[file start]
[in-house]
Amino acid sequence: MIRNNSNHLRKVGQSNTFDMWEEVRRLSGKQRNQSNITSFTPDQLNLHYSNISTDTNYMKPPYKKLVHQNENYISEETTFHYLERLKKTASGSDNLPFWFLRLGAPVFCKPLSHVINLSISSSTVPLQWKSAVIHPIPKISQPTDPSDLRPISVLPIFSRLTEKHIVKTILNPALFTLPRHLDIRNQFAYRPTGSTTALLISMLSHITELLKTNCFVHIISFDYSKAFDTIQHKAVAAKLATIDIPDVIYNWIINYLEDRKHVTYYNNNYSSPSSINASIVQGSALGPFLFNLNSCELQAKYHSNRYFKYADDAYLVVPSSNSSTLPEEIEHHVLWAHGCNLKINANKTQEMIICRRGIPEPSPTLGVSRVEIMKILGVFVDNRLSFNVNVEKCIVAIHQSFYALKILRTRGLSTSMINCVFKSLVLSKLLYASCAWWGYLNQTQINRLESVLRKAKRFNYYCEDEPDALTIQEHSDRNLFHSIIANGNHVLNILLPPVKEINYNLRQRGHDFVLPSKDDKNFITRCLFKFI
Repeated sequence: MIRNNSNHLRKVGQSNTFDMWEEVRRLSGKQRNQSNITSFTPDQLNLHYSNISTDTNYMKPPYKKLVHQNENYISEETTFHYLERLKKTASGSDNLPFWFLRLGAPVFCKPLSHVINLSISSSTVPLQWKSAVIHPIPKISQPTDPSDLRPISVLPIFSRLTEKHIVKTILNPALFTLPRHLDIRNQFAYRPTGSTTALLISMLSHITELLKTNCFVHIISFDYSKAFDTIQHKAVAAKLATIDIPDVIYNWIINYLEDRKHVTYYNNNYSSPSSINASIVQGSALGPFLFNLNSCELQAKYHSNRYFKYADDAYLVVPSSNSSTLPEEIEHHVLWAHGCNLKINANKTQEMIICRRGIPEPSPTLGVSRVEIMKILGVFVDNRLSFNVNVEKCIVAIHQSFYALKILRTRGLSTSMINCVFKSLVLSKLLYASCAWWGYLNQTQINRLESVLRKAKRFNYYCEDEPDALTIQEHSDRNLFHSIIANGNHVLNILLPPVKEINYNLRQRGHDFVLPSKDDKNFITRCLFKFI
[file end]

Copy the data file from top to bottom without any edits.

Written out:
[in-house]
Amino acid sequence: MIRNNSNHLRKVGQSNTFDMWEEVRRLSGKQRNQSNITSFTPDQLNLHYSNISTDTNYMKPPYKKLVHQNENYISEETTFHYLERLKKTASGSDNLPFWFLRLGAPVFCKPLSHVINLSISSSTVPLQWKSAVIHPIPKISQPTDPSDLRPISVLPIFSRLTEKHIVKTILNPALFTLPRHLDIRNQFAYRPTGSTTALLISMLSHITELLKTNCFVHIISFDYSKAFDTIQHKAVAAKLATIDIPDVIYNWIINYLEDRKHVTYYNNNYSSPSSINASIVQGSALGPFLFNLNSCELQAKYHSNRYFKYADDAYLVVPSSNSSTLPEEIEHHVLWAHGCNLKINANKTQEMIICRRGIPEPSPTLGVSRVEIMKILGVFVDNRLSFNVNVEKCIVAIHQSFYALKILRTRGLSTSMINCVFKSLVLSKLLYASCAWWGYLNQTQINRLESVLRKAKRFNYYCEDEPDALTIQEHSDRNLFHSIIANGNHVLNILLPPVKEINYNLRQRGHDFVLPSKDDKNFITRCLFKFI
Repeated sequence: MIRNNSNHLRKVGQSNTFDMWEEVRRLSGKQRNQSNITSFTPDQLNLHYSNISTDTNYMKPPYKKLVHQNENYISEETTFHYLERLKKTASGSDNLPFWFLRLGAPVFCKPLSHVINLSISSSTVPLQWKSAVIHPIPKISQPTDPSDLRPISVLPIFSRLTEKHIVKTILNPALFTLPRHLDIRNQFAYRPTGSTTALLISMLSHITELLKTNCFVHIISFDYSKAFDTIQHKAVAAKLATIDIPDVIYNWIINYLEDRKHVTYYNNNYSSPSSINASIVQGSALGPFLFNLNSCELQAKYHSNRYFKYADDAYLVVPSSNSSTLPEEIEHHVLWAHGCNLKINANKTQEMIICRRGIPEPSPTLGVSRVEIMKILGVFVDNRLSFNVNVEKCIVAIHQSFYALKILRTRGLSTSMINCVFKSLVLSKLLYASCAWWGYLNQTQINRLESVLRKAKRFNYYCEDEPDALTIQEHSDRNLFHSIIANGNHVLNILLPPVKEINYNLRQRGHDFVLPSKDDKNFITRCLFKFI